Wednesday, October 26, 2005
Megan's Law v. Halloween
According to this article from today's Philadelphia Inquirer,
The state parole board is forbidding sex offenders under its supervision to answer the door for Halloween trick-or-treaters.
Any offender spotted handing out candy or in the presence of children could be bounced back to prison for as long as a year and a half, parole board spokesman Edward Bray said.
Last week, the board sent a letter to the 2,200 sex offenders under its supervision. The letter orders them to observe a 7 p.m. curfew; bans them from Halloween parties where children might be present; forbids them to go trick-or-treating with any child, including their own; and orders them not to answer the door for any trick-or-treater.
It is an interesting preventative strategy. I wonder if the state had empirical evidence of a higher-than-average rate of illegal behavior on halloween? In any event, don't forget that there are costs (perhaps ones we can justify) to rules like this:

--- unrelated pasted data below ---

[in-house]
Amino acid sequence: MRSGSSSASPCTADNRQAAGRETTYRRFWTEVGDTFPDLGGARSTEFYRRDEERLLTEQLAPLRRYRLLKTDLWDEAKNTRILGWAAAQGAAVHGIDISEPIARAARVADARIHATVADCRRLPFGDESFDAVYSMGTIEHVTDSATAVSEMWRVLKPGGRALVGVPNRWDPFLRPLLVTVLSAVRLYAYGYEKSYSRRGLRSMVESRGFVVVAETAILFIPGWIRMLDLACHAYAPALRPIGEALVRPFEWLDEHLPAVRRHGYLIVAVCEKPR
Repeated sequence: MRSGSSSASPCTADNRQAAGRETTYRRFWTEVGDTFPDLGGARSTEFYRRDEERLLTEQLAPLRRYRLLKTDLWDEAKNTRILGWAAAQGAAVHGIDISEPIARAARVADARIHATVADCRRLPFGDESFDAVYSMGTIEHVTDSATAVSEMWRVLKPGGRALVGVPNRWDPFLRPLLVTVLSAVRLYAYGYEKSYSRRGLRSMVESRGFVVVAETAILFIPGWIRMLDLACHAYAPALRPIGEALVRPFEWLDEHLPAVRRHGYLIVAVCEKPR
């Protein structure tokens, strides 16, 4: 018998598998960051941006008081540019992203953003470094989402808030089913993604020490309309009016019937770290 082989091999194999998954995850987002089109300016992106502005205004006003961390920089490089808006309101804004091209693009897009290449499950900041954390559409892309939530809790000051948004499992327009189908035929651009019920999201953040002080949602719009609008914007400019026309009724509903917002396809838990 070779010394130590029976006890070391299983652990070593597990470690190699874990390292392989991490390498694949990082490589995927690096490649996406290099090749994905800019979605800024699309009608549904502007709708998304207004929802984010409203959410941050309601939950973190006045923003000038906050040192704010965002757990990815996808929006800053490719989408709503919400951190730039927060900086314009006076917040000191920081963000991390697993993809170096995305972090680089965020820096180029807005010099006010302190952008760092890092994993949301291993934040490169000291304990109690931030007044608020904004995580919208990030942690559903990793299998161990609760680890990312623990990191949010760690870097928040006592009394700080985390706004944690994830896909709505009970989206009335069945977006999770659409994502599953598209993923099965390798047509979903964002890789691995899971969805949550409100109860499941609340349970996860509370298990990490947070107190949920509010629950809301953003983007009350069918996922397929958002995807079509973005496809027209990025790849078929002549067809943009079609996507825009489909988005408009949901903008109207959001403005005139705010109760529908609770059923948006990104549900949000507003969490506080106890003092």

Steven Elwell, 35, a former Cape May high school teacher and coach, pleaded guilty in 2001 to having sexual contact with a 16-year-old student and served one year in prison. Classified as a low-risk offender, he is now married with two young children and is an outspoken opponent of the growing number of local laws restricting where sex offenders can live.
"We were going to take our kids out trick-or-treating. It was going to be my son's first time, but now I'm not allowed to go, so I'm a little upset about it," Elwell said. "The way I look at it, I'm being punished again for the same crime."
Elwell said he had not received the letter. He said none of the other Megan's Law registrants at a court-ordered therapy class he just attended had received the letter, either.
Bray said 60 officers assigned to the parole board's Sex Offender Management Unit will perform spot checks on sex offenders' homes Monday night.
. . .
That came as a surprise to some police departments.
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Tracked on Oct 30, 2005 10:11:10 PM
The NYT has a story about this today too, looking beyond PA: http://www.nytimes.com/2005/10/26/nyregion/26offenders.html?th&emc=th
Posted by: Dan Markel | Oct 26, 2005 9:52:12 AM